Year-round participation in community and fundraising events is a key component of CTS’ Addictions Intervention Counselling program.
It may sound like a cliché, but when Stefani Hayes-Adams says, “The more that you give, the more you get back,” she really means it.
Hayes-Adams is the program coordinator for CTS Canadian Career College’s Addictions Intervention Counselling (AIC) and Community Service Worker (CSW) programs at the school’s Barrie campus. She’s currently getting her students ready for the Paper Bag Christmas Fundraising Drive, which gets underway on Monday, November 12th. The project encourages all students to fill a paper bag with $5-$10 worth of necessary items for the David Busby Street Centre in Barrie. Toiletries, gift cards, warm winter clothing items such as scarves, toques and mittens are among the most requested items.
The Paper Bag initiative comes on the heels of the program’s participation in the Holiday Hamper Project, in which students held a clothing rummage sale to raise funds for the Samaritan House in Barrie—a project that has raised, to date, over $9,000. Money raised through the Holiday Hamper Project allows the AIC students to buy gifts for children who are affected by mental health and addiction.
For the AIC students at CTS Canadian Career College, the holidays are a great time to rally for a cause, but involvement in community events and fundraisers isn’t just a seasonal thing. Year-round participation in projects that affect the community, says Hayes-Adams, is invaluable to the students in both programs.
“Community involvement is the key to success in both the Addictions Intervention Counselling and the Community Service Worker programs,” she says. “Many students will tell you that there are no jobs in the field but the truth is, there are jobs—especially for students who make an effort and invest time in putting their name out into the community.
“Students who participate in these projects are able to network,” continues Hayes-Adams, “which in the past has led to student placements and even employment. That’s why I always encourage my students to volunteer from the day that they sign up. The more a student is involved with the community, the better chance they have to secure employment after they complete their program. Success comes to those who put themselves out there. The more you give, the more you get back.”
Students volunteer throughout the year with such organizations as Mothers Against Drunk Driving (MADD), Alcoholics Anonymous, Youth Haven, the Elizabeth Fry Society and Barrie’s Needle Exchange program. Hayes-Adams believes that exposure to, and involvement in, these organizations gives students a better understanding of their profession and the people they’ll be helping.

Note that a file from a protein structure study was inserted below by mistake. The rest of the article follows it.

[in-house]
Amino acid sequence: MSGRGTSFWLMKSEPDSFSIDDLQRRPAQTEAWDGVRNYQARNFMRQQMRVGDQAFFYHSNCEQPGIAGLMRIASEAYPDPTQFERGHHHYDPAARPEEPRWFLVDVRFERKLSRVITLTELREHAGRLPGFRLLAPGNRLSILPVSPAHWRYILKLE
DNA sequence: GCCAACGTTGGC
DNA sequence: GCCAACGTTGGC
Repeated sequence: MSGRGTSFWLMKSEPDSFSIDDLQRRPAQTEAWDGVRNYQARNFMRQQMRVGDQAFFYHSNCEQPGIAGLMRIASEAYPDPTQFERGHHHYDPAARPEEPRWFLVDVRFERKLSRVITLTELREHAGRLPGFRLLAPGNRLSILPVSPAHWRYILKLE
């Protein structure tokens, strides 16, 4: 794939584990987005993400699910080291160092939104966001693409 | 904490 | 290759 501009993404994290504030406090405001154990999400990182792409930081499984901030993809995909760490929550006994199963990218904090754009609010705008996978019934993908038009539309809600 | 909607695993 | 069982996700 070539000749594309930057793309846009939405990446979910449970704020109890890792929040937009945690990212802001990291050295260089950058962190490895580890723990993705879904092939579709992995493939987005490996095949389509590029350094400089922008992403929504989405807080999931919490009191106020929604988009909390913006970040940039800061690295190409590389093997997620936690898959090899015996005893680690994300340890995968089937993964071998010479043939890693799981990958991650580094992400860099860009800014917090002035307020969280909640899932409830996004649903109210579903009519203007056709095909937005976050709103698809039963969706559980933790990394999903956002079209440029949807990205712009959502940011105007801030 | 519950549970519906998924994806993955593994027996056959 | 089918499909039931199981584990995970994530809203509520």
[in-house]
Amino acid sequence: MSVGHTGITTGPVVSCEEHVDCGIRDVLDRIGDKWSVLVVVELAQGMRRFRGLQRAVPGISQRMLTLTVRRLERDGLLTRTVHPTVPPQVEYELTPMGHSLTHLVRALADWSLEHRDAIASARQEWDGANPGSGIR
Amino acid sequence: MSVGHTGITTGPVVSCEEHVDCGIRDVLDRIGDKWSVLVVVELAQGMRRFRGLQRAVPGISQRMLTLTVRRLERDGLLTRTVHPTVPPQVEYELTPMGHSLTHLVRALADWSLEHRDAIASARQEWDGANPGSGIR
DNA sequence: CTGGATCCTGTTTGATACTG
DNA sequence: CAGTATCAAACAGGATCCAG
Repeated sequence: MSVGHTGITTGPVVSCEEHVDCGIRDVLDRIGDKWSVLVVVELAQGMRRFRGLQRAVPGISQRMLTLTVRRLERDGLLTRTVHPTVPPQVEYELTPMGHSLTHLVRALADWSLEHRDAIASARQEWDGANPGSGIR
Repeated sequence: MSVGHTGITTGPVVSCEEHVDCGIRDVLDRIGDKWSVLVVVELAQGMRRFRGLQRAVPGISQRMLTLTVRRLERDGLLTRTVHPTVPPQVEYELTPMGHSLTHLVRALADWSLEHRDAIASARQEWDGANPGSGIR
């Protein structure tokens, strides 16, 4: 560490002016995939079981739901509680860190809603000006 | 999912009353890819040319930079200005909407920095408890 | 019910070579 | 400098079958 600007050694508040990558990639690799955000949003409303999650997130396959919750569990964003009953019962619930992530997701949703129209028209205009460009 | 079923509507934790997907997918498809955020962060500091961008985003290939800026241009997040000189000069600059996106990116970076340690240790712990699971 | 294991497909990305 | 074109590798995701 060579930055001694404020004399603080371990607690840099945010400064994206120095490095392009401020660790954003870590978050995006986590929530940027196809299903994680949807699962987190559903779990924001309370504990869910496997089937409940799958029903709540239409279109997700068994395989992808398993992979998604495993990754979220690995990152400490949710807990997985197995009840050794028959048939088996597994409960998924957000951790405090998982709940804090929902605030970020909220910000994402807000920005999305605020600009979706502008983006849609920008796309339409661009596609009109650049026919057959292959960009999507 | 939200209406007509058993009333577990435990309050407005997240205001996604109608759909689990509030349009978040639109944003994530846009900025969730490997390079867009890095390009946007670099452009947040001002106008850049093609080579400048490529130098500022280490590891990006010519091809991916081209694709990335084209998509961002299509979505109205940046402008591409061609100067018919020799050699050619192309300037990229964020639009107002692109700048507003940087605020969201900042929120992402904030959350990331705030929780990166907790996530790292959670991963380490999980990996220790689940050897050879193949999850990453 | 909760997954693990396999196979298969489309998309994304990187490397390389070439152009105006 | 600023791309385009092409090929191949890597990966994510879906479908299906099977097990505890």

But above all, Hayes-Adams believes in the AIC program at CTS Canadian Career College.
“It’s a colourful, hands-on program that involves the community as a part of its integrated educational process,” she says. “It provides pivotal opportunities for students and openly welcomes people from all levels of life with an intimate, mature learning experience. We’ve had invaluable guest speakers and have creative and challenging projects that simulate the kinds of experiences students will encounter after they graduate.”
Although the AIC program’s Paper Bag Christmas Fundraising Drive is a student-driven, student-focused project, everyone is welcome to participate. If you’re in the Barrie region and would like to contribute, simply fill a decorated paper bag with $5 to $10 worth of items, indicating the age group and gender for which the enclosed items are intended. Items most requested for donation are deodorant, toilet paper, hand moisturizer, soap, shampoo, scarves, mittens and other necessities. Pet food donations are also being accepted this year for the Pet Program. All bags can be dropped off at the CTS Canadian Career College campus at 546 Byrne Drive. The fundraising drive runs until December 23rd.
Colleges mentioned: CTS Canadian Career College